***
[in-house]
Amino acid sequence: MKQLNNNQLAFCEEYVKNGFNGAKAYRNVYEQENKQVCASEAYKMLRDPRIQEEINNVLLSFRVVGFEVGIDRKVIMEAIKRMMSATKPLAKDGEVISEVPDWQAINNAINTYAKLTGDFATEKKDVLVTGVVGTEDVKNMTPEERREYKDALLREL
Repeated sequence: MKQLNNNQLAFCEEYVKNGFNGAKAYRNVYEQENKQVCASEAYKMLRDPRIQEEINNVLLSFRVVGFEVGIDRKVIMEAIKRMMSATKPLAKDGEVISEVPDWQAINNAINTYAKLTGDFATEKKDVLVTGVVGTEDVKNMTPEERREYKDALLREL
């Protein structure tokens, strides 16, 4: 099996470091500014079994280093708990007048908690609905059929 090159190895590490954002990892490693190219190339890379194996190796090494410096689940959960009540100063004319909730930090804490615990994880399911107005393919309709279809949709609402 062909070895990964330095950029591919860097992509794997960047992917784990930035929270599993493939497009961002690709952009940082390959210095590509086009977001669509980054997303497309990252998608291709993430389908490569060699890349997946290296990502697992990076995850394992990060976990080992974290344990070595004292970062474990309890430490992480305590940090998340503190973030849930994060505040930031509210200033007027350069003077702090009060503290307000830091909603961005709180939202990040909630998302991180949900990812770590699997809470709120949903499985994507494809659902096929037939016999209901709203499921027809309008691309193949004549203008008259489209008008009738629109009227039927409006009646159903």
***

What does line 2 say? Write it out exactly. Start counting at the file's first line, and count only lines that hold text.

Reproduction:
Amino acid sequence: MKQLNNNQLAFCEEYVKNGFNGAKAYRNVYEQENKQVCASEAYKMLRDPRIQEEINNVLLSFRVVGFEVGIDRKVIMEAIKRMMSATKPLAKDGEVISEVPDWQAINNAINTYAKLTGDFATEKKDVLVTGVVGTEDVKNMTPEERREYKDALLREL